R is a language and environment for statistical computing and graphics. R provides a wide variety of statistical and graphical techniques, and is highly extensible.
One of R's strengths is the ease with which well-designed publication-quality plots can be produced, including mathematical symbols and formulas where needed. Great care has been taken over the defaults for the minor design choices in graphics, but the user retains full control.
To see what versions of R are available type
module avail R
To see what other modules are needed, what commands are available and how to get additional help type
module help R
To use R, include a command like this in your batch script or type it in an interactive session to load the R module:
module load R
Be sure you also load any other modules needed, as given by the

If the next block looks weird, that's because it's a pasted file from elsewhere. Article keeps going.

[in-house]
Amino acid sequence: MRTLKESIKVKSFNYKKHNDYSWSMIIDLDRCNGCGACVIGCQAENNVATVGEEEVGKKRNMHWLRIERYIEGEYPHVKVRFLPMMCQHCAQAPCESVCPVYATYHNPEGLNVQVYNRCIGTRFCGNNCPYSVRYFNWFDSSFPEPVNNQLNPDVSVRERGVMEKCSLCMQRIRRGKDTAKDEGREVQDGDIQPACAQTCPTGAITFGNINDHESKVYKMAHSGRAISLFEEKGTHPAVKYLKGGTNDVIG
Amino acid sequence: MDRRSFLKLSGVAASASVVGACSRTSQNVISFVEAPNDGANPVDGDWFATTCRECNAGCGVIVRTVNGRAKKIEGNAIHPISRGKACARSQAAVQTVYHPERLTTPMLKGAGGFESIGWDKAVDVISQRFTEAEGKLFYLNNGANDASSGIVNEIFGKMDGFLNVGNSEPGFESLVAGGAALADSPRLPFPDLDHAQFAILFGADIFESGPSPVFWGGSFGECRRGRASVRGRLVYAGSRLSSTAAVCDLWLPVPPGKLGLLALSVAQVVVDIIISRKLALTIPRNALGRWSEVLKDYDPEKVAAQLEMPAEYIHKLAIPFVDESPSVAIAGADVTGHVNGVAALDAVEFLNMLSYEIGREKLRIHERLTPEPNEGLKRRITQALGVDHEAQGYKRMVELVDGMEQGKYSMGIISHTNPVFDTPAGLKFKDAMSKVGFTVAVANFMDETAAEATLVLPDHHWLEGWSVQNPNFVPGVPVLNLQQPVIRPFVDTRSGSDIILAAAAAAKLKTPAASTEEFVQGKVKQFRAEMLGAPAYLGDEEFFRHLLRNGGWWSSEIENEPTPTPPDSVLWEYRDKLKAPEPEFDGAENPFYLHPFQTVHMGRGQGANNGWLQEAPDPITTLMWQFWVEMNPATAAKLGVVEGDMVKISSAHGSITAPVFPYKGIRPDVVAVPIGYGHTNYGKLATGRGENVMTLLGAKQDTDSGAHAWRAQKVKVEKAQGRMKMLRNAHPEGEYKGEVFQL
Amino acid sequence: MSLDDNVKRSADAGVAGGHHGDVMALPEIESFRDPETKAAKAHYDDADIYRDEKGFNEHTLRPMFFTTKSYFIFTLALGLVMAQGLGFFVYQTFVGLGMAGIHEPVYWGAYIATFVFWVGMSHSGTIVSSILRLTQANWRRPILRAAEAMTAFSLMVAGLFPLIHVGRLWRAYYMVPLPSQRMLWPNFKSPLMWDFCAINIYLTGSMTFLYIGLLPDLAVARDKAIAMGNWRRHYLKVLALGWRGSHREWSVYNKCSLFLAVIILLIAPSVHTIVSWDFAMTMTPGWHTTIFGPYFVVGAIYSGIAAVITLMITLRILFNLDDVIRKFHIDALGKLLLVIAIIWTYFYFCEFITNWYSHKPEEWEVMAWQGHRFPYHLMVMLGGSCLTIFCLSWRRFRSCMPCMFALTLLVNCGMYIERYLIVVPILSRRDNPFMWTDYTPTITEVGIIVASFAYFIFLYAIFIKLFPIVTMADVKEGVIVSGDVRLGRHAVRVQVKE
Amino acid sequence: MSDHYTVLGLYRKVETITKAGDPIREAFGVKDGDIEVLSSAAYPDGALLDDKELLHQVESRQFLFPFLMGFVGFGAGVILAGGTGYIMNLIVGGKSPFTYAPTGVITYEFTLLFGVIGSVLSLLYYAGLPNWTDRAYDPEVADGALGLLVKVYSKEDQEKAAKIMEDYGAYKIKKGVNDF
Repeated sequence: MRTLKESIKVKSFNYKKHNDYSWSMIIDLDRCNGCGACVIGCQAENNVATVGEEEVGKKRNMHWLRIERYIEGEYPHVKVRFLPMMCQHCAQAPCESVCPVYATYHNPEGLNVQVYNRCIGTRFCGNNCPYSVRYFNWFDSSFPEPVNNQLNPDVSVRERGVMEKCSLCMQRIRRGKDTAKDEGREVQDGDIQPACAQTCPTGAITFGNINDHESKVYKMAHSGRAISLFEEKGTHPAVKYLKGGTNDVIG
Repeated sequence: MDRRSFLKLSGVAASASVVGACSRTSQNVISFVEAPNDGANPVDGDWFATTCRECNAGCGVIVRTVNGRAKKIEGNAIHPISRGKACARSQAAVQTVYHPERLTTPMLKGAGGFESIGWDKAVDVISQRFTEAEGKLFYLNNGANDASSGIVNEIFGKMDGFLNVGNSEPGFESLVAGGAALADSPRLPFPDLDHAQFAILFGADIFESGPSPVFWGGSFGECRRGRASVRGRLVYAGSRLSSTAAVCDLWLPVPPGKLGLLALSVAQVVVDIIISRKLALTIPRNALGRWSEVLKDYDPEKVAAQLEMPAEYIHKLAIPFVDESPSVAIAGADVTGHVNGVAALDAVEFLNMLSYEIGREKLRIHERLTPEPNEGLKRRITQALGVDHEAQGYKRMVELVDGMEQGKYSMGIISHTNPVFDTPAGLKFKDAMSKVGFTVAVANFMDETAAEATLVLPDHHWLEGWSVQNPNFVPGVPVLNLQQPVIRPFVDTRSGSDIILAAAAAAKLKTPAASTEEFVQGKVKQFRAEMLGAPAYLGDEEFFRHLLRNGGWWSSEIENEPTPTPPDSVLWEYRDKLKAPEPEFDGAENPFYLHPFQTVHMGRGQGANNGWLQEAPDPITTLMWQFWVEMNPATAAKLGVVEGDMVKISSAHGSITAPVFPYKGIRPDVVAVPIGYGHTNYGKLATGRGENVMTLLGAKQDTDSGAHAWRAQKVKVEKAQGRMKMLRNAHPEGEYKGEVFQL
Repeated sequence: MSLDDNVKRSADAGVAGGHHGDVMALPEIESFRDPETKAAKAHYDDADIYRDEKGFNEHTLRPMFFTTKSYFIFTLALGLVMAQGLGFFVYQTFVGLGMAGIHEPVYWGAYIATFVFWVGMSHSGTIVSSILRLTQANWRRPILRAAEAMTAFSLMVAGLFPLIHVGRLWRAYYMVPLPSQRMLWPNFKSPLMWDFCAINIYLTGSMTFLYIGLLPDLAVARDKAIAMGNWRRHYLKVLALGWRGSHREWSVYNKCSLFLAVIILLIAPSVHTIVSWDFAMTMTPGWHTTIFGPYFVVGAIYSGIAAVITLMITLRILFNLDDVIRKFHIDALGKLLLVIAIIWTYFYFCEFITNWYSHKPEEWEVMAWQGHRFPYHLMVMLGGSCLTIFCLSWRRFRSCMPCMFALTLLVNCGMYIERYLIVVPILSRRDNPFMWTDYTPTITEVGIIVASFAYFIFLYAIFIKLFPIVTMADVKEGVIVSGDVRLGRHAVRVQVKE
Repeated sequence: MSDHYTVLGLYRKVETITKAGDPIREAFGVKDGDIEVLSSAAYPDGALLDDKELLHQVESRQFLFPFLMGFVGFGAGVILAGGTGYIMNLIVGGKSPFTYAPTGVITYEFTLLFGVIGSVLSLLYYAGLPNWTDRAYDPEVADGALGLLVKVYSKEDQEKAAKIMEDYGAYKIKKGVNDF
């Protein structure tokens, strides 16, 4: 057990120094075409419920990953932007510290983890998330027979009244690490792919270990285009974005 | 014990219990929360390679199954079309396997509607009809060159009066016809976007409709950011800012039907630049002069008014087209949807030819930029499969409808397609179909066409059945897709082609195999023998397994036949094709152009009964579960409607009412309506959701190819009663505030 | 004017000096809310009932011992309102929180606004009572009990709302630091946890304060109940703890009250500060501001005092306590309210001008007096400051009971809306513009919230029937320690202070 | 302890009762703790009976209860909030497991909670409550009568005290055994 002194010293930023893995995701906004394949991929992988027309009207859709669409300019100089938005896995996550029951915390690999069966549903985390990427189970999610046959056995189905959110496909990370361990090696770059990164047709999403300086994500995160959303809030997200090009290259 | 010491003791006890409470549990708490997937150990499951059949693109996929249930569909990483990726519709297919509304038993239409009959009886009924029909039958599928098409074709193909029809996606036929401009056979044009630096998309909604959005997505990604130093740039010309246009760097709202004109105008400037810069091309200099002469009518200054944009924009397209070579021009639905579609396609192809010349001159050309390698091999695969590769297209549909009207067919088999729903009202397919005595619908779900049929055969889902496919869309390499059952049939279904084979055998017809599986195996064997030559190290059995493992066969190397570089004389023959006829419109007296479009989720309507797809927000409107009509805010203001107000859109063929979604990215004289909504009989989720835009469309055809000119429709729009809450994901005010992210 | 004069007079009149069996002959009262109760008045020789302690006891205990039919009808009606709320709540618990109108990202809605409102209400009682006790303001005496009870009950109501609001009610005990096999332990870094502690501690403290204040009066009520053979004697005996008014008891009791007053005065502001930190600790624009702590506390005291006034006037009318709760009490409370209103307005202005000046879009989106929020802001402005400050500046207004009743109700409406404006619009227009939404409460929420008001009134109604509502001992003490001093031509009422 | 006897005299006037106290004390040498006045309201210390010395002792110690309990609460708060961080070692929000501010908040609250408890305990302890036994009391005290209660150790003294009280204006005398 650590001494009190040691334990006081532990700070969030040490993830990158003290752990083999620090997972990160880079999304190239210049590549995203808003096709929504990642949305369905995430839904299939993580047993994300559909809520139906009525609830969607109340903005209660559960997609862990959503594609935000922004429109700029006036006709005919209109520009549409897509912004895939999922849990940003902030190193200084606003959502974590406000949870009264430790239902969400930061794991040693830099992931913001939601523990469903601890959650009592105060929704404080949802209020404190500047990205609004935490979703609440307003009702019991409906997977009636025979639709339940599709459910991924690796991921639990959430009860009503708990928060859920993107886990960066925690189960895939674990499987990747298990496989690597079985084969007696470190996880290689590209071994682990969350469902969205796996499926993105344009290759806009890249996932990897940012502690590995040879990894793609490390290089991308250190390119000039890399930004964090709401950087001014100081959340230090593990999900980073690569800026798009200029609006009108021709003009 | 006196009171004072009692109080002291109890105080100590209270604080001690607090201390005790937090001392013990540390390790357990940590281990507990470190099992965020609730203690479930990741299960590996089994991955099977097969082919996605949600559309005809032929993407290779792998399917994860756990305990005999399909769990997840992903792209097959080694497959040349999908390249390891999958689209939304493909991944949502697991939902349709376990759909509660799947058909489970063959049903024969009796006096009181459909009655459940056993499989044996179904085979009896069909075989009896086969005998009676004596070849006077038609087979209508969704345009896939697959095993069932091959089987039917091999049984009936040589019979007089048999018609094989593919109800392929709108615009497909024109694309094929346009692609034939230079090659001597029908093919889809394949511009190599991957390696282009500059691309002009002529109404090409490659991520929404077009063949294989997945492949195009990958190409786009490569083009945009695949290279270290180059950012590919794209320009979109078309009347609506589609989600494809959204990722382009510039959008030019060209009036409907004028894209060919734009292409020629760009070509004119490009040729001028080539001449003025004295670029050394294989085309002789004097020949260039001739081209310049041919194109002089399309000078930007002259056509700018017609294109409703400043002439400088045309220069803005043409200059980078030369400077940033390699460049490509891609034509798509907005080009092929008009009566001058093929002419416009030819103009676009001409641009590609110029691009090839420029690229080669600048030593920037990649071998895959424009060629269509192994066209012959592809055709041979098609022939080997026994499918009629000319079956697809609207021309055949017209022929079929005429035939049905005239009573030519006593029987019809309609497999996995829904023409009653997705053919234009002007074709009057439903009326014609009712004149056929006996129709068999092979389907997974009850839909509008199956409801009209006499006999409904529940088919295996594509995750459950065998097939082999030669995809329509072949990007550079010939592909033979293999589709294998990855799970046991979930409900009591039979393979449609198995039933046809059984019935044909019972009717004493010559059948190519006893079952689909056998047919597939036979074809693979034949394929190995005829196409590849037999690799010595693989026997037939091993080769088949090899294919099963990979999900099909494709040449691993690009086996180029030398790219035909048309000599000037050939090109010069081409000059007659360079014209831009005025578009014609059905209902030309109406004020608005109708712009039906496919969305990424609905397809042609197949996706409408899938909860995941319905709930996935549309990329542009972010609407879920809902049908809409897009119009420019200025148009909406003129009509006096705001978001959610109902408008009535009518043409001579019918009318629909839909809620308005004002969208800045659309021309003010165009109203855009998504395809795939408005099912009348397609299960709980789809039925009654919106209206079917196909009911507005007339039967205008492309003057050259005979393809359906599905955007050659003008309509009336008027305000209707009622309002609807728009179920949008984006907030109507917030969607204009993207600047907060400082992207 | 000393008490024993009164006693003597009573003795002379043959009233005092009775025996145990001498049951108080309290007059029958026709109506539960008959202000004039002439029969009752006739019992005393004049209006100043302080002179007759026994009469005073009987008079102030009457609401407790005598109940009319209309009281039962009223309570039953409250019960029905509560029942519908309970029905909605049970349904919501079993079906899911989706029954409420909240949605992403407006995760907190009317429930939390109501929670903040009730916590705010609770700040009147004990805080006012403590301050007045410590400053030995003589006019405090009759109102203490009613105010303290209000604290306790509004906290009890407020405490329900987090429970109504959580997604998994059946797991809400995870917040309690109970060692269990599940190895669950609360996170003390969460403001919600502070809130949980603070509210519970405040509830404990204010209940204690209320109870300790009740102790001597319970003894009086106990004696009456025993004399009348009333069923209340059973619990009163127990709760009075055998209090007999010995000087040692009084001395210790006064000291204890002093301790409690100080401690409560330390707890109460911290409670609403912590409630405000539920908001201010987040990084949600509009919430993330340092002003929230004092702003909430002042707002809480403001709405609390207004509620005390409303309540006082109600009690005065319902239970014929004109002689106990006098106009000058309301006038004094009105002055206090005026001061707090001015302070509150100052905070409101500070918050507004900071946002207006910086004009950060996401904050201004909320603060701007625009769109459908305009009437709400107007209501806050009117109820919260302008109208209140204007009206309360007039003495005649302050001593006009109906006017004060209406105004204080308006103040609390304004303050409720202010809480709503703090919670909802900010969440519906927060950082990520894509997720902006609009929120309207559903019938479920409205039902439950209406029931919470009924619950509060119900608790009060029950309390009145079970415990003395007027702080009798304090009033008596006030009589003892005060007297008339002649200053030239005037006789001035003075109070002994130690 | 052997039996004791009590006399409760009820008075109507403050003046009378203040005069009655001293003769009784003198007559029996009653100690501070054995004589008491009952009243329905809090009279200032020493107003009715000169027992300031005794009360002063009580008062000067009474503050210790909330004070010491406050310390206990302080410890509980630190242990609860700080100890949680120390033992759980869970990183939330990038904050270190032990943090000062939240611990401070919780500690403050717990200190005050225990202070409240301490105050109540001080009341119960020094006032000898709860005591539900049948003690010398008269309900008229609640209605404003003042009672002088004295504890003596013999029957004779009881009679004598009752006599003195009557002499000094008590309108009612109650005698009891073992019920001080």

module help R command.
Run the program with a command like
R --slave < input-file.R
Managing Local R Packages on Bridges
Bridges has optimized R installations that take advantage of Intel’s fast Math Kernel Library (MKL). It is important to use these optimized versions to get the best performance possible, but it can be challenging to manage the R packages you need for your work since you do not control the R installation. The instructions below provide recommendations on managing your own R packages while using optimized Bridges R installations.
Step 1: Choose the version of R you need
Decide which version of R on Bridges you’d like to use. R versions are labeled as major.minor.subminor (e.g. 3.4.1). You can see which versions are available by using the ‘module avail’ command: